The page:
Here's an item that was published in today's Post:

Rebuilding America With Federalism

 August 21 at 7:06 PM
Felix Rohatyn is an investment banker; he was chairman of the Municipal Assistance Corp. during the 1970s New York City fiscal crisis. Peter Goldmark has served as executive director of the Port Authority of New York and New Jersey, president of the Rockefeller Foundation and publisher of the International Herald Tribune.
"This country needs to invest and grow again."
Wow!  Too bad these guys didn't publish this when Conservatives, Republicans and the Tea Party went ballistic when Obama proposed exactly the same thing about 5 years ago.  


Remember back in 2007-2008 when our Wall Street geniuses crashed the worldwide economy, all the conservatives were railing against the TARP, GM and Ford bailouts, FED monetary easing, bailouts for AIG, Citigroup, Merrill Lynch, etc. etc. etc.?  At the time the argument was framed as a choice: government intervention (a la FDR’s New Deal) VS austerity (slashing government spending, firing government employees, cutting salaries).  Fortunately the US took the route of, let’s call it, moderate government intervention since nearly all of Obama’s proposals went nowhere due to Republican opposition.  (Never let it be said that Republicans miss ANY opportunity to stick to ordinary Americans.) So now we have regained nearly all of the wealth that was destroyed back in 2008 (who’s regained it is another issue), our GDP is back up to where it was in 2007 prior to the collapse, unemployment is at 6.6%, stock market is at record levels, and things are finally beginning to look up.  Not that everything is hunky dory – the housing and construction sectors are still down and low paying poverty-inducing jobs are still the norm.  But thank God we aren’t Europe.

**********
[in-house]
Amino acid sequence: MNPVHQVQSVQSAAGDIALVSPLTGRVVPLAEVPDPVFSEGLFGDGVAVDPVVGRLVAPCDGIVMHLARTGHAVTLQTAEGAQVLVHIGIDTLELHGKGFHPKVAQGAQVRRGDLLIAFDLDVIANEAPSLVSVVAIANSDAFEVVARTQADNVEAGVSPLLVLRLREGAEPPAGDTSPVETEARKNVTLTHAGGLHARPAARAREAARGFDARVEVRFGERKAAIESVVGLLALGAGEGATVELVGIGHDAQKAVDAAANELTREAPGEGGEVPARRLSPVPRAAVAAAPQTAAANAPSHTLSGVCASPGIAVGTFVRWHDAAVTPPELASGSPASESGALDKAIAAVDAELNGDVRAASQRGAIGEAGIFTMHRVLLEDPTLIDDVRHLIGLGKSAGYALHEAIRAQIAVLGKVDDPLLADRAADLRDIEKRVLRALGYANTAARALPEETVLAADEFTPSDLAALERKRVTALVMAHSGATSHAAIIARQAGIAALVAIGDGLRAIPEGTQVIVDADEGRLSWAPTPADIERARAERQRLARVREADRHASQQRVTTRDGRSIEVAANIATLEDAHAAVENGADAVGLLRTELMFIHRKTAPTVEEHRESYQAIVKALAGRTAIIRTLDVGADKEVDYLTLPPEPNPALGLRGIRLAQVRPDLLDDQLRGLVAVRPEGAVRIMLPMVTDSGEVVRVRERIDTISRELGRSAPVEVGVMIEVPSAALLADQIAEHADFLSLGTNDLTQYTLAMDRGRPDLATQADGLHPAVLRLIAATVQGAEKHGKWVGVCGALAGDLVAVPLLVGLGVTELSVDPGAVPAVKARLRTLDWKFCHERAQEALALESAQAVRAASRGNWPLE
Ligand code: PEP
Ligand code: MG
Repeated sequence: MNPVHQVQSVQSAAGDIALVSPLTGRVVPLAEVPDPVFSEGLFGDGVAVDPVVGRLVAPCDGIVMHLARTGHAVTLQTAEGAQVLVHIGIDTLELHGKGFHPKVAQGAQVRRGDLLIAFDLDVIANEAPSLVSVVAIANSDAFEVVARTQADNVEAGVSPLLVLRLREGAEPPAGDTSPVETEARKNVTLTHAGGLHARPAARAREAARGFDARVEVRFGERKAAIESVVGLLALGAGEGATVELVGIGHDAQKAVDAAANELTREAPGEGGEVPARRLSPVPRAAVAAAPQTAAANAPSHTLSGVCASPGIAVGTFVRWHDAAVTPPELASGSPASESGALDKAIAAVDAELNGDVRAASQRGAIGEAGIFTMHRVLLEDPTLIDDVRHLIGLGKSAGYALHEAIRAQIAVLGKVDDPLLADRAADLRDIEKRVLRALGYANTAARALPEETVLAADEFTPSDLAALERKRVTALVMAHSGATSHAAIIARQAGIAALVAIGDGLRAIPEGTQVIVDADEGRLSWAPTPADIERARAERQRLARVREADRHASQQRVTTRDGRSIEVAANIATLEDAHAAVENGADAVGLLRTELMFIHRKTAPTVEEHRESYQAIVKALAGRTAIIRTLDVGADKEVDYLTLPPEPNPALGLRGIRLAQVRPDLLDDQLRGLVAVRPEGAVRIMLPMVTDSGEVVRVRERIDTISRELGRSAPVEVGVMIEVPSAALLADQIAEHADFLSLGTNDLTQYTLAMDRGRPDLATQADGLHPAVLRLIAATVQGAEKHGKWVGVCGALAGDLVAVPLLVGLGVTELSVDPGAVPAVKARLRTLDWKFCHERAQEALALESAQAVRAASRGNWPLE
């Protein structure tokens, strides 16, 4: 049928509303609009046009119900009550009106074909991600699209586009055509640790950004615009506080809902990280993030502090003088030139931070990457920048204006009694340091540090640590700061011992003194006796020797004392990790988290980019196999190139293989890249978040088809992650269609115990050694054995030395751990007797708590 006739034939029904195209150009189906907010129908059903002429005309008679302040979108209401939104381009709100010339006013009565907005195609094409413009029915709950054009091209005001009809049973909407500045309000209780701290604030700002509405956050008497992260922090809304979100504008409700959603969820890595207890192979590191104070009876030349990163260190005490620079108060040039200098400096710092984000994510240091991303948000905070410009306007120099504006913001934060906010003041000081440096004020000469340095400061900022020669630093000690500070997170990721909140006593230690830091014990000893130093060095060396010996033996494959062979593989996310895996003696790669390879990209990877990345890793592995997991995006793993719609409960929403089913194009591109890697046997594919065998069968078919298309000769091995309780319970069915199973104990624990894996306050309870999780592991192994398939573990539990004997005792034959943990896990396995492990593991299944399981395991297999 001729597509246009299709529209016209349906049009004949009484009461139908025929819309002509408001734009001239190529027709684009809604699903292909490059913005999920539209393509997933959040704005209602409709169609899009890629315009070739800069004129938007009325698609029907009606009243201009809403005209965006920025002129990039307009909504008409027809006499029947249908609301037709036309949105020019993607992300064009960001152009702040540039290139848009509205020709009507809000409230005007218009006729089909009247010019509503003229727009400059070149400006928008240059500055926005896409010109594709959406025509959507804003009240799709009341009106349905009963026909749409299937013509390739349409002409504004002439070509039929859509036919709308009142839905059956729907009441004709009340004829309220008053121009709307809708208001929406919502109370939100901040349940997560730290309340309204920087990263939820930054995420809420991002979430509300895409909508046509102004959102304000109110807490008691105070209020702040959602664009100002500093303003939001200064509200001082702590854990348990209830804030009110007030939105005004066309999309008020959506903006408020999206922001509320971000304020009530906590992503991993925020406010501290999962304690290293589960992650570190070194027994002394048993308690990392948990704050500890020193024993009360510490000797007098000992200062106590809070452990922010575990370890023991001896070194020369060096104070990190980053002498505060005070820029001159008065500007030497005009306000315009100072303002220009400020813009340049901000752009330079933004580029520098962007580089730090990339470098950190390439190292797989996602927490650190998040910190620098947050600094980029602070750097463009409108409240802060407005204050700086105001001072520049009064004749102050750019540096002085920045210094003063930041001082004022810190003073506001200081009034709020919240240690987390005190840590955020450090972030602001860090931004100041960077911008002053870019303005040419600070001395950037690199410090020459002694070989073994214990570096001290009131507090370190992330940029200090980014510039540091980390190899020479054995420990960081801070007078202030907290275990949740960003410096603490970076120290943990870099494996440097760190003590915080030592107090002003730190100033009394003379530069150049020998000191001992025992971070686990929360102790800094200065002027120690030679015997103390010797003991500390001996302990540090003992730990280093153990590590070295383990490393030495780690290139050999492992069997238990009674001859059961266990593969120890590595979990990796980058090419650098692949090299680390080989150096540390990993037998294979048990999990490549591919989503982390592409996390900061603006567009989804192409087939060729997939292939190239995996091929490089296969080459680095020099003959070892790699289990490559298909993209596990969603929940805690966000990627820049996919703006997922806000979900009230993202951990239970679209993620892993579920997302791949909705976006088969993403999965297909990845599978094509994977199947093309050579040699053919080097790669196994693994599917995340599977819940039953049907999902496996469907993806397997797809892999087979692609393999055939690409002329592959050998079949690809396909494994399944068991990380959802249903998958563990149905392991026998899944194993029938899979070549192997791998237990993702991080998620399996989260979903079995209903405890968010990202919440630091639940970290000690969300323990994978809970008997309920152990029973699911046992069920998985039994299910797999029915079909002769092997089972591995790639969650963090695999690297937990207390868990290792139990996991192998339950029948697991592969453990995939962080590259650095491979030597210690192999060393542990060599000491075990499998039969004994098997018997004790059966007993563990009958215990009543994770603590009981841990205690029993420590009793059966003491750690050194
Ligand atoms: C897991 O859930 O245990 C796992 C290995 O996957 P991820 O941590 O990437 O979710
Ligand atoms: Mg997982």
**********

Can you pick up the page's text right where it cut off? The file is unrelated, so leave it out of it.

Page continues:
Back when the second greatest worldwide economic collapse occurred, the European economic community as a whole went for the austerity option.  And six years later it’s not a pretty picture. 

Look at current unemployment rates for example:


True, the United Kingdom and Germany are doing better than we are for reasons that I’m not aware of (Germany is Europe’s largest economy and has good balance of payments accounts?  The UK is not as tightly tied into the European Union as the rest of Europe?) but Europe’s other major nations are just not faring so well.  That’s the reality. 

From a Washington Post article a week ago, the Euro zone nations have not had any significant GDP (Gross Domestic Product) growth since the 2008 collapse.  In fact, France’s economy has been flat for the past year and Germany’s economy shrank by 0.2%.  Italy has had a triple dip recession that has wiped out all growth since 2000.  Spain, an exception, has registered positive GDP growth of late (0.6%) but is stuck with an unemployment rate above 20%.  In comparison, the US has a positive GDP growth rate of 4% which has been pretty much the average norm for the past thirty years.  

Europe chose not to do the kind of even modest monetary stimulus that we’ve had here in the US, although lately the European Central Bank has been muttering about economic stimuli but Germany doesn’t agree.  No.  Europe, in the throes of a wave of “let’s punish the working and middle classes for all their profligate spending even though they aren’t the ones who made the rules” panic, chose the austerity route and it shows.